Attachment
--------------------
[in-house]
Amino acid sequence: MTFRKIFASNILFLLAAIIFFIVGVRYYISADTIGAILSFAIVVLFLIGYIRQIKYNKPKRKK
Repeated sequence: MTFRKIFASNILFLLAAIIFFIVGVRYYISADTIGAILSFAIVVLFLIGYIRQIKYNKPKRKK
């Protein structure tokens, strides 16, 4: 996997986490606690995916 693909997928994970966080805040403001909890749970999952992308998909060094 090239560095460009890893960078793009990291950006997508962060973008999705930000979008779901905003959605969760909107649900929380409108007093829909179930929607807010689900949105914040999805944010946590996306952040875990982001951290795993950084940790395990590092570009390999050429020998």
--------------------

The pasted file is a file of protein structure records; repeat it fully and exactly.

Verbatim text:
[in-house]
Amino acid sequence: MTFRKIFASNILFLLAAIIFFIVGVRYYISADTIGAILSFAIVVLFLIGYIRQIKYNKPKRKK
Repeated sequence: MTFRKIFASNILFLLAAIIFFIVGVRYYISADTIGAILSFAIVVLFLIGYIRQIKYNKPKRKK
């Protein structure tokens, strides 16, 4: 996997986490606690995916 693909997928994970966080805040403001909890749970999952992308998909060094 090239560095460009890893960078793009990291950006997508962060973008999705930000979008779901905003959605969760909107649900929380409108007093829909179930929607807010689900949105914040999805944010946590996306952040875990982001951290795993950084940790395990590092570009390999050429020998």